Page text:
As a soldier’s daughter I spent most of my growing years in Army stations across India. Often these were just encampments in which the only public place for entertainment, sports and assembly was ‘The Club’. This was usually an old British bungalow with high-ceilinged rooms and wide verandahs. Remnants of the Raj lingered in musty billiard rooms, bars and ballrooms even if the new sahibs were brown and not white.
It was in clubs such as these that I first heard complaints about the Ministry of Defence before I even knew what it was. I remember many, many conversations between my father and his fellow officers in which they spoke angrily about ‘those b… in Delhi’. Their grievances were almost always about how the armed forces were being denied basic necessities. They talked of obsolete weapons, inadequate clothing and boots for troops posted on our borders, politicisation of senior officers and a disturbing disdain for those who put their lives on the line for India. This was 50 years ago. So it is deeply disheartening that little seems to have changed, although half a century has gone by.
At the India Today conclave two weeks ago, held after the attack on terrorist camps in Pakistan, the Prime Minister hinted that if the Air Force had Rafale fighter planes, the operation would have been less risky and more effective. He was immediately criticised for saying this, but those with expertise in security matters agree that the Indian Air Force urgently needs better fighter jets. In the words of a friend who has considerable expertise in military matters, “I cannot understand why we are only buying 36 Rafale fighters. The Air Force needs at least two squadrons. It is a real disgrace that this has all taken so long.”
The decision to buy Rafale fighters was taken nearly a decade ago and we are still awaiting delivery of the first batch. Why? Having lived through Bofors times I am fully aware that one reason for caution in defence deals is proven bribery in that deal. The money trail led for once right to the Prime Minister’s family. And, to this day, the Congress party has been unable to explain why an Italian fertiliser salesman would be bribed by an armaments company unless it was because he had special influence at the very top. The Bofors ghost haunts the Gandhi family for this reason.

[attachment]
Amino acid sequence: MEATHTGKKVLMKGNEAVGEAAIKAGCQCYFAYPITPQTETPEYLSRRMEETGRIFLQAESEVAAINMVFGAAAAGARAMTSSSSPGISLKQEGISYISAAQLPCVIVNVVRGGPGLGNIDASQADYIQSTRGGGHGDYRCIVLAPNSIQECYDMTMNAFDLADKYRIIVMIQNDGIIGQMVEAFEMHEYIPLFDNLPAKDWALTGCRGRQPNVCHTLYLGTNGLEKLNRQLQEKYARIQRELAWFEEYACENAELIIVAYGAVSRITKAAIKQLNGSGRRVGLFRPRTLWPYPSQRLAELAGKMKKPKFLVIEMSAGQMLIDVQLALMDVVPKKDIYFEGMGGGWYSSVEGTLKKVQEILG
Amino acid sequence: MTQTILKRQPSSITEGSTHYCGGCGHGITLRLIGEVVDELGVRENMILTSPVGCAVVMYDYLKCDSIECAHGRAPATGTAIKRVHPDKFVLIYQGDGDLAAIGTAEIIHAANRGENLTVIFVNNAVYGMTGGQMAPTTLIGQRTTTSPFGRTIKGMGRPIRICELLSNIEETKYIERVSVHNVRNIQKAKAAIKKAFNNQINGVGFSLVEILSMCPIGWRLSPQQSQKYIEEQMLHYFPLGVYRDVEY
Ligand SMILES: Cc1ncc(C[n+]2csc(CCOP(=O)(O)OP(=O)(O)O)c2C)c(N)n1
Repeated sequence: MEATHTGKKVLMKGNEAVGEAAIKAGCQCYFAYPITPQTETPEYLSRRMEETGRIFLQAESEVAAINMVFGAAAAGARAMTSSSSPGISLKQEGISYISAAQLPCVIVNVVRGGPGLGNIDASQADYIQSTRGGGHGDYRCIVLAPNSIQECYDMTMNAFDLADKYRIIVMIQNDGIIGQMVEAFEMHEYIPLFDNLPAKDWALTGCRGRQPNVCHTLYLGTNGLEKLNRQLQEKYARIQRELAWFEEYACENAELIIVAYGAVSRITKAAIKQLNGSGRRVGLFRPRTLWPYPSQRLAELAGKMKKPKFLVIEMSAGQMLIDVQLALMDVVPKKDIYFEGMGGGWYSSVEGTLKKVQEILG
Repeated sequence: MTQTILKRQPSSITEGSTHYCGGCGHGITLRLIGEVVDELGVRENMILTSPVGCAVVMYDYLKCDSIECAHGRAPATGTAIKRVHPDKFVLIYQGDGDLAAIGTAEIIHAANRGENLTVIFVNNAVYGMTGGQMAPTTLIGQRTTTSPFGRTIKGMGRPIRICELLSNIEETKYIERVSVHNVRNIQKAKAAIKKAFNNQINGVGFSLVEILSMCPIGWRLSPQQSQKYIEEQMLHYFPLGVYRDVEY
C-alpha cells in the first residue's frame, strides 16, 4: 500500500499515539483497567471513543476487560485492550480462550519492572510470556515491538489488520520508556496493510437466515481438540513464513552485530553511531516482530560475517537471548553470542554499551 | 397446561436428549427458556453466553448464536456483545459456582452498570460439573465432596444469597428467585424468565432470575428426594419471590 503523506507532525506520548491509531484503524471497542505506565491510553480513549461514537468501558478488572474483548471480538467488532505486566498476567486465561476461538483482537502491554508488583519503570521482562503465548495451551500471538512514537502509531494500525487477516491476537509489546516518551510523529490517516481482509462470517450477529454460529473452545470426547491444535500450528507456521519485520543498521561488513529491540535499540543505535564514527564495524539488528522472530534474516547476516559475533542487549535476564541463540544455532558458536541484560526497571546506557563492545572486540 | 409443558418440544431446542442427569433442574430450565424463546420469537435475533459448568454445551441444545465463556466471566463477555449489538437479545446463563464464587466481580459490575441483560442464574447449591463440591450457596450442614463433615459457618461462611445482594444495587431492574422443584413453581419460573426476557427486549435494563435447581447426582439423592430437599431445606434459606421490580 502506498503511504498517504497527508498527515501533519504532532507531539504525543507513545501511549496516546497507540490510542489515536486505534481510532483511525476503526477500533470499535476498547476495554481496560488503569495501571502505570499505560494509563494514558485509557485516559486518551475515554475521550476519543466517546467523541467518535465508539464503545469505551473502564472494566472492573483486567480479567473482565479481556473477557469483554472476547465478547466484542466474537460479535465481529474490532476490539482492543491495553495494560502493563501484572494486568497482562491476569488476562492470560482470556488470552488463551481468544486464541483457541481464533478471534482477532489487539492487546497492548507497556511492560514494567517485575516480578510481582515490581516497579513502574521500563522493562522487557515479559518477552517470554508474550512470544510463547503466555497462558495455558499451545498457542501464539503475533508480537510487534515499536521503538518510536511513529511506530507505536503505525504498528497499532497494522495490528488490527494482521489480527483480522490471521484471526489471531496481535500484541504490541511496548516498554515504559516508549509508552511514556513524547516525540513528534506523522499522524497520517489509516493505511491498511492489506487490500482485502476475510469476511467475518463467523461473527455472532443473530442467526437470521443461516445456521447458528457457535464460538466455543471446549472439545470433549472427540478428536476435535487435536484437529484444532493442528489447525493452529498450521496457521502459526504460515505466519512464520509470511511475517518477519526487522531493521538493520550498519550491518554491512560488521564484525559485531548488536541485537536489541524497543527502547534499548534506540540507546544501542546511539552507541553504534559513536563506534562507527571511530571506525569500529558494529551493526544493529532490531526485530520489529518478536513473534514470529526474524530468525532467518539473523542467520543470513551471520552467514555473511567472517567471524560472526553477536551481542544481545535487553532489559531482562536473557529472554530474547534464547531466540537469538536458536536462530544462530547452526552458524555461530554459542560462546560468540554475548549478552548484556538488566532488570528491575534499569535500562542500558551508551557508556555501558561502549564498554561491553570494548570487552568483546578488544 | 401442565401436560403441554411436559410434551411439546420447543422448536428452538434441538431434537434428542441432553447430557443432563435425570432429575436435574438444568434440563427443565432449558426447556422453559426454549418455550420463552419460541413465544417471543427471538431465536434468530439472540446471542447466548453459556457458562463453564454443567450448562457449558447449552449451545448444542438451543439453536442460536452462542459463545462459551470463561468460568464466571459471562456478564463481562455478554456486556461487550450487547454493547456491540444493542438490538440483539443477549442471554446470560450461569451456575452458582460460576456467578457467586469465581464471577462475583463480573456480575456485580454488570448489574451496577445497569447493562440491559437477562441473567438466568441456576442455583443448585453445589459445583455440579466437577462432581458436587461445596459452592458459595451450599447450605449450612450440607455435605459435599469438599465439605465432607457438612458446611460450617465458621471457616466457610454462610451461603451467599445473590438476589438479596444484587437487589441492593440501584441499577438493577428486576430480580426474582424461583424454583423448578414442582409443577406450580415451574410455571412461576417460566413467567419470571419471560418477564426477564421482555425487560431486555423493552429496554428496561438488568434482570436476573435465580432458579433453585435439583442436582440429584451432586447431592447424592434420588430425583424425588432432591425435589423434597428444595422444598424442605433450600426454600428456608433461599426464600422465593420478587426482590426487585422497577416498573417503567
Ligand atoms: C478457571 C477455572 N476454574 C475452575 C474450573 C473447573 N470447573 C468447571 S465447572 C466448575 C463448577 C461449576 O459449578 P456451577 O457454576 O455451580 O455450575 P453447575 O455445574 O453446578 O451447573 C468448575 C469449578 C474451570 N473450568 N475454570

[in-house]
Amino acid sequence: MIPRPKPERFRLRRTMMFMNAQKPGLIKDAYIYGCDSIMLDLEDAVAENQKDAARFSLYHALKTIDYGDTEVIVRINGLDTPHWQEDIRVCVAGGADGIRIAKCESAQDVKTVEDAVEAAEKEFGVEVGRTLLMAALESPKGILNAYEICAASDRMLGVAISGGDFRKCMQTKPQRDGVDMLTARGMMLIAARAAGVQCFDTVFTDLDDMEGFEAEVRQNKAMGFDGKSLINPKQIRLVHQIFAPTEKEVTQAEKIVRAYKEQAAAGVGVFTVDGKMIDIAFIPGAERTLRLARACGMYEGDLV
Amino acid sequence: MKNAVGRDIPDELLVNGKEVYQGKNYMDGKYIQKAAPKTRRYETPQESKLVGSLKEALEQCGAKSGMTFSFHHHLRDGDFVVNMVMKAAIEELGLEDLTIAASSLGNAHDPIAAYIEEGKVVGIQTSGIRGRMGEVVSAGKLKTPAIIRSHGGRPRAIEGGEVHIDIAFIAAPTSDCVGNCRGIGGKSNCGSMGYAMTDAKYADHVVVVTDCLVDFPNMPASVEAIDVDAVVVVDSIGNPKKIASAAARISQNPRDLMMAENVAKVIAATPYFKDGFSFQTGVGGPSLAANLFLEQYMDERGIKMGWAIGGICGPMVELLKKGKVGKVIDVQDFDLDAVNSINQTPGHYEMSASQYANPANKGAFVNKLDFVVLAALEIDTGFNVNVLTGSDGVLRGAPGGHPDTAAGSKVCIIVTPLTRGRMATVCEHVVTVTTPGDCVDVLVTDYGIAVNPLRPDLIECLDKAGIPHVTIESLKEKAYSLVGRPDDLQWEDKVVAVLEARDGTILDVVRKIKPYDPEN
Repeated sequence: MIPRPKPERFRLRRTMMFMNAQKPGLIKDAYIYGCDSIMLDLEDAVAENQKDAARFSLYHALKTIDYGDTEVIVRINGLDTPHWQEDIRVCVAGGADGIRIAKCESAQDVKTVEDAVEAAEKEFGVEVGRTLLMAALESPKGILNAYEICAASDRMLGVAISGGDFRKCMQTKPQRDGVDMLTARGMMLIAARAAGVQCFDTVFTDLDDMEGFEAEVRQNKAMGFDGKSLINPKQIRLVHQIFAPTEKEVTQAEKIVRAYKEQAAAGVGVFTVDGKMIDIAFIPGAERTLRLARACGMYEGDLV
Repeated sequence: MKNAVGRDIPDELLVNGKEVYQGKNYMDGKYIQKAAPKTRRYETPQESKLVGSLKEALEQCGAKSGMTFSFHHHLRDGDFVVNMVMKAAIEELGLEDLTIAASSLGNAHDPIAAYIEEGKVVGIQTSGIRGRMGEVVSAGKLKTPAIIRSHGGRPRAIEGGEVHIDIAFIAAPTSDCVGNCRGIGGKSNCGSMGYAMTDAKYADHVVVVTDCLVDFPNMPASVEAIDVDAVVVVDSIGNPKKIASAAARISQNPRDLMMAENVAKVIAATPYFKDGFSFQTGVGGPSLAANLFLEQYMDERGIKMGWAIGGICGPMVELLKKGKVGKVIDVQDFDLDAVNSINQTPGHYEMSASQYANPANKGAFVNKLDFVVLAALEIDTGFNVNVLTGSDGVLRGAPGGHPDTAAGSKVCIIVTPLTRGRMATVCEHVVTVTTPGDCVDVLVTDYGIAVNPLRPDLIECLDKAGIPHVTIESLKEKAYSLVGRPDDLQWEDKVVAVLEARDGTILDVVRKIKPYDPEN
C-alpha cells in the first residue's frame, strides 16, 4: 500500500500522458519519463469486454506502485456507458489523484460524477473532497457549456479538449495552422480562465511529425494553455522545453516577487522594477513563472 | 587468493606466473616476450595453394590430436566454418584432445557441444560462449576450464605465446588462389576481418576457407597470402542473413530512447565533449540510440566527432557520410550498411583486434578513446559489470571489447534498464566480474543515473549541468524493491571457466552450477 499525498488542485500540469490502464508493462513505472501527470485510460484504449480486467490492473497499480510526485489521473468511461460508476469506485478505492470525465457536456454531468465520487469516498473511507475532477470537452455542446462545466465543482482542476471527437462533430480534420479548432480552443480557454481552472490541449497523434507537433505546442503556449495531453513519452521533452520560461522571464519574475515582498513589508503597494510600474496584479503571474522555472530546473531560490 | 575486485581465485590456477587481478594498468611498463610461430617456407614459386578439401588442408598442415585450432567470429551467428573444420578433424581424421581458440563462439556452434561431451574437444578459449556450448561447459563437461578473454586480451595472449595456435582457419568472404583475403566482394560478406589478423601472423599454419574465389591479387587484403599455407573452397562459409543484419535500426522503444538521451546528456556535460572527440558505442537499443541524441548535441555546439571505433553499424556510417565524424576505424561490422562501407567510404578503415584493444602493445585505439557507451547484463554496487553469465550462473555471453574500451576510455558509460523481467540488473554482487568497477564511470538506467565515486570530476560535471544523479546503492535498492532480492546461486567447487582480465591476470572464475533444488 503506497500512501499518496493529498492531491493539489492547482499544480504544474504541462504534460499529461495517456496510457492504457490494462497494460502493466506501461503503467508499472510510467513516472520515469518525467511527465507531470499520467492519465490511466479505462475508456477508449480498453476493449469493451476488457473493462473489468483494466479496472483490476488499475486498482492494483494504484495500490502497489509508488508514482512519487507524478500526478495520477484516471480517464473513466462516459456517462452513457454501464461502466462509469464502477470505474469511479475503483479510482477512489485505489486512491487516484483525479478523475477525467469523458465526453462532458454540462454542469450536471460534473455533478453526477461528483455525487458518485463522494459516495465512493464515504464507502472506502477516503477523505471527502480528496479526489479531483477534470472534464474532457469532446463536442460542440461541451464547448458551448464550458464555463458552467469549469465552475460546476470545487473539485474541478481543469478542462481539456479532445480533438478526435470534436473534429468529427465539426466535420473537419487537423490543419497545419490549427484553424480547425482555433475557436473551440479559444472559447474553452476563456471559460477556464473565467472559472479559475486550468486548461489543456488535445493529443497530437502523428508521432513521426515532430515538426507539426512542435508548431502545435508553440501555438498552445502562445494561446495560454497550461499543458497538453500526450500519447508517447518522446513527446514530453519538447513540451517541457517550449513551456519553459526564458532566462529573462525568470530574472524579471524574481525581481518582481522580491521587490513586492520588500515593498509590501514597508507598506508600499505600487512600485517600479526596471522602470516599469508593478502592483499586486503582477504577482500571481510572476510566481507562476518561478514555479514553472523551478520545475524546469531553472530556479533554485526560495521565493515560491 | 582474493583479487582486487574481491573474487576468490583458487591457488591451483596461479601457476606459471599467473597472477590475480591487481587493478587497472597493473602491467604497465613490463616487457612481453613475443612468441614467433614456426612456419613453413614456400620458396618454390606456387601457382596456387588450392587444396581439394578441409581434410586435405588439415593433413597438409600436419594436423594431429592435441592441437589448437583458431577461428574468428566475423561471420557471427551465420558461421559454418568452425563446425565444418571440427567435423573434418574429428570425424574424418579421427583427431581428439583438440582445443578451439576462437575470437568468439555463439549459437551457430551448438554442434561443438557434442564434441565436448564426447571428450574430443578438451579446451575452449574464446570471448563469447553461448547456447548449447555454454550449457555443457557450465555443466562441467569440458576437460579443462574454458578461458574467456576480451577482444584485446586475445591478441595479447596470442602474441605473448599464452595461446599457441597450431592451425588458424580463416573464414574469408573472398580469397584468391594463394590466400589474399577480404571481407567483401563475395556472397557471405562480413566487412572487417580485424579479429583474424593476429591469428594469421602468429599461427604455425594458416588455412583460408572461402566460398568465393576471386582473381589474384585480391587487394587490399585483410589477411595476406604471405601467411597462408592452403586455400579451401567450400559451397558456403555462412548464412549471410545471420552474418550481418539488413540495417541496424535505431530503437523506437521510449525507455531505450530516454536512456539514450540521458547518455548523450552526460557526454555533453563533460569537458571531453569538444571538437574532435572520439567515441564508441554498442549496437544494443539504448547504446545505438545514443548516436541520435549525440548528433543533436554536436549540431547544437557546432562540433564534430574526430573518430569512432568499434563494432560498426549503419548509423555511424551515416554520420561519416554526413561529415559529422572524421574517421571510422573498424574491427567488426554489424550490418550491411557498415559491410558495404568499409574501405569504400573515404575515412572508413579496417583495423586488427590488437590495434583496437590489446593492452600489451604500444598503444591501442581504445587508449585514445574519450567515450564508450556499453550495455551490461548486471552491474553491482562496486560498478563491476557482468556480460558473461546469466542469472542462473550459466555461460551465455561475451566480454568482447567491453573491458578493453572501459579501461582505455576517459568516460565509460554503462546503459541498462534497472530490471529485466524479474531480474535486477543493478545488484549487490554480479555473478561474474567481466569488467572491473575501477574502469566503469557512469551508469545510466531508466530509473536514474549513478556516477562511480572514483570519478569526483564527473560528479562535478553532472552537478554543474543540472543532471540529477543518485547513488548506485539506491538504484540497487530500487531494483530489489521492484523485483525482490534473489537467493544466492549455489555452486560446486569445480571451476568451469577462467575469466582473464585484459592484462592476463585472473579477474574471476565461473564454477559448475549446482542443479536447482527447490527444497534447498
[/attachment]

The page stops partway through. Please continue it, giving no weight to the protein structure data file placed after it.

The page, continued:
Is this why Rahul Gandhi continues to try and prove that Narendra Modi has ‘stolen’ Rs 30,000 crore (Rs 45,000 crore in his latest speech) to put in the pocket of ‘his friend’ Anil Ambani? It is difficult to believe that so much money could have disappeared from a deal that is worth less than Rs 60,000 crore, but if it is true, let us see some evidence. It is not good enough to wander about waving a toy Rafale jet on the campaign trail. It is not good enough to say that the Supreme Court is lying, that the Prime Minister is lying, that the Defence Minister is lying and that the CAG (Comptroller and Auditor General) cannot be trusted.
The Congress president’s team includes Arun Shourie, who was once famous for investigative journalism. Let him do what Chitra Subramaniam did in the Bofors case. She traced Bofors bribe money to Swiss bank accounts in the name of Mr and Mrs Quattrocchi. If the Prime Minister has ‘stolen’ Rs 30,000 crore and put it in Anil Ambani’s pocket, it is time to see where this pocket is. For the rest, all we know is that the Prime Minister was going over the head of the Defence Minister to deal directly with the French government. So? Why would the Prime Minister’s Office not be involved in so important a defence deal?
What is far more imperative is to learn when the Air Force will get their first batch of Rafale fighters and how soon we can hope to see the rest. It is shameful that the Air Force does not have the modern fighters it so badly needs. Shameful that there really has never been a full inquiry into the number of pilots India has lost because their planes or choppers mysteriously crashed. A PIL in the Supreme Court says that in the past 10 years, 75 helicopters and fighter planes have crashed. Was this the reason why the government was trying to open defence production to the private sector?
It is not just the Air Force that struggles along without the modernisation it needs. The Army and Navy fare no better. During the Kargil War, we found to our horror that the Army did not have enough coffins to bring dead soldiers back from that mountainous battlefield. This was deplorable 20 years ago and it is much more so now. The armed forces need much more than crocodile tears.
Follow Tavleen Singh on Twitter @ tavleen_singh